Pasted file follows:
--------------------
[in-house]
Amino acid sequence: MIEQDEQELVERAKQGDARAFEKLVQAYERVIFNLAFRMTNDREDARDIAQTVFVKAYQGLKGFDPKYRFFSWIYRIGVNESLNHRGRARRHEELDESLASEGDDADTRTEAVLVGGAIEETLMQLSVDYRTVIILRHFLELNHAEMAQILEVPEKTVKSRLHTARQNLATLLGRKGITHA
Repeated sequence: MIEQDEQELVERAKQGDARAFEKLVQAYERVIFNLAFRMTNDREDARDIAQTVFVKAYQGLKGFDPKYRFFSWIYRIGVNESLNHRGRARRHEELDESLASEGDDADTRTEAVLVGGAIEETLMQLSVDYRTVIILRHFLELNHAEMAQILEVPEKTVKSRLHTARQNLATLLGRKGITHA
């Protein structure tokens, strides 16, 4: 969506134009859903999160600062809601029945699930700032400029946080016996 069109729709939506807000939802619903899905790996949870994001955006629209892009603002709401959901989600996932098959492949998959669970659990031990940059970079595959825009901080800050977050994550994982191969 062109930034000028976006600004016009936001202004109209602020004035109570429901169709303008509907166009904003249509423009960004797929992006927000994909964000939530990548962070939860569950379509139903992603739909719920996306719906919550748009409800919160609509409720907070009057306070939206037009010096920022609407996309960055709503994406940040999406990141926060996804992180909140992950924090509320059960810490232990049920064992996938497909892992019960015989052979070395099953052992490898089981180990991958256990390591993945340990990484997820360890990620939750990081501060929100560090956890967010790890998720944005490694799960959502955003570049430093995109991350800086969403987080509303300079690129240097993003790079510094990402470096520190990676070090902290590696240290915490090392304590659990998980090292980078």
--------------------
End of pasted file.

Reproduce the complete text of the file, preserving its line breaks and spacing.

[in-house]
Amino acid sequence: MIEQDEQELVERAKQGDARAFEKLVQAYERVIFNLAFRMTNDREDARDIAQTVFVKAYQGLKGFDPKYRFFSWIYRIGVNESLNHRGRARRHEELDESLASEGDDADTRTEAVLVGGAIEETLMQLSVDYRTVIILRHFLELNHAEMAQILEVPEKTVKSRLHTARQNLATLLGRKGITHA
Repeated sequence: MIEQDEQELVERAKQGDARAFEKLVQAYERVIFNLAFRMTNDREDARDIAQTVFVKAYQGLKGFDPKYRFFSWIYRIGVNESLNHRGRARRHEELDESLASEGDDADTRTEAVLVGGAIEETLMQLSVDYRTVIILRHFLELNHAEMAQILEVPEKTVKSRLHTARQNLATLLGRKGITHA
């Protein structure tokens, strides 16, 4: 969506134009859903999160600062809601029945699930700032400029946080016996 069109729709939506807000939802619903899905790996949870994001955006629209892009603002709401959901989600996932098959492949998959669970659990031990940059970079595959825009901080800050977050994550994982191969 062109930034000028976006600004016009936001202004109209602020004035109570429901169709303008509907166009904003249509423009960004797929992006927000994909964000939530990548962070939860569950379509139903992603739909719920996306719906919550748009409800919160609509409720907070009057306070939206037009010096920022609407996309960055709503994406940040999406990141926060996804992180909140992950924090509320059960810490232990049920064992996938497909892992019960015989052979070395099953052992490898089981180990991958256990390591993945340990990484997820360890990620939750990081501060929100560090956890967010790890998720944005490694799960959502955003570049430093995109991350800086969403987080509303300079690129240097993003790079510094990402470096520190990676070090902290590696240290915490090392304590659990998980090292980078």